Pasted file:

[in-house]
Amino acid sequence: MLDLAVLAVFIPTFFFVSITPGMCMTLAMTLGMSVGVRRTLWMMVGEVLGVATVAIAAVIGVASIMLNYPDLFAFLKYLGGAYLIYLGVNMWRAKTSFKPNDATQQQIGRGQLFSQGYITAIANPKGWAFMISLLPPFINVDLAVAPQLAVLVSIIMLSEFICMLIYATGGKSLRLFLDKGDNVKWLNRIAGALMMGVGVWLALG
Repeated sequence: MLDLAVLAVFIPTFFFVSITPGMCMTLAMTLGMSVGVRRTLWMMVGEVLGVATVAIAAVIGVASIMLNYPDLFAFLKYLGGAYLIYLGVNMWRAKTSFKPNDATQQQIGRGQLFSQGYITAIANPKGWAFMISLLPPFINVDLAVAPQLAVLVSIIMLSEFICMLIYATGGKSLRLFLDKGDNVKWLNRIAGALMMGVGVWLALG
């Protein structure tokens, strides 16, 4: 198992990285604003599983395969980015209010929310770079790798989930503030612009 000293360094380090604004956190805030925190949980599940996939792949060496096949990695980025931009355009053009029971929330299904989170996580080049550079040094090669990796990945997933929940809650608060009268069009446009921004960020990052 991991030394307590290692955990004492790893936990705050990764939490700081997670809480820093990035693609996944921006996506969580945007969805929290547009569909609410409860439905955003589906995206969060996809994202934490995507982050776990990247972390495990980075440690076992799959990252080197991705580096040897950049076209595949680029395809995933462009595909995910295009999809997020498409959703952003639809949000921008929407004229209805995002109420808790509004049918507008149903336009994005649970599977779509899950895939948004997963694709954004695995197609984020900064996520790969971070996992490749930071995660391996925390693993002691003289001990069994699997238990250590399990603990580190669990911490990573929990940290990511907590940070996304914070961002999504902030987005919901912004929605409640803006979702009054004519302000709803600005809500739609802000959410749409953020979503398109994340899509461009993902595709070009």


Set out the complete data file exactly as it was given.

[in-house]
Amino acid sequence: MLDLAVLAVFIPTFFFVSITPGMCMTLAMTLGMSVGVRRTLWMMVGEVLGVATVAIAAVIGVASIMLNYPDLFAFLKYLGGAYLIYLGVNMWRAKTSFKPNDATQQQIGRGQLFSQGYITAIANPKGWAFMISLLPPFINVDLAVAPQLAVLVSIIMLSEFICMLIYATGGKSLRLFLDKGDNVKWLNRIAGALMMGVGVWLALG
Repeated sequence: MLDLAVLAVFIPTFFFVSITPGMCMTLAMTLGMSVGVRRTLWMMVGEVLGVATVAIAAVIGVASIMLNYPDLFAFLKYLGGAYLIYLGVNMWRAKTSFKPNDATQQQIGRGQLFSQGYITAIANPKGWAFMISLLPPFINVDLAVAPQLAVLVSIIMLSEFICMLIYATGGKSLRLFLDKGDNVKWLNRIAGALMMGVGVWLALG
């Protein structure tokens, strides 16, 4: 198992990285604003599983395969980015209010929310770079790798989930503030612009 000293360094380090604004956190805030925190949980599940996939792949060496096949990695980025931009355009053009029971929330299904989170996580080049550079040094090669990796990945997933929940809650608060009268069009446009921004960020990052 991991030394307590290692955990004492790893936990705050990764939490700081997670809480820093990035693609996944921006996506969580945007969805929290547009569909609410409860439905955003589906995206969060996809994202934490995507982050776990990247972390495990980075440690076992799959990252080197991705580096040897950049076209595949680029395809995933462009595909995910295009999809997020498409959703952003639809949000921008929407004229209805995002109420808790509004049918507008149903336009994005649970599977779509899950895939948004997963694709954004695995197609984020900064996520790969971070996992490749930071995660391996925390693993002691003289001990069994699997238990250590399990603990580190669990911490990573929990940290990511907590940070996304914070961002999504902030987005919901912004929605409640803006979702009054004519302000709803600005809500739609802000959410749409953020979503398109994340899509461009993902595709070009």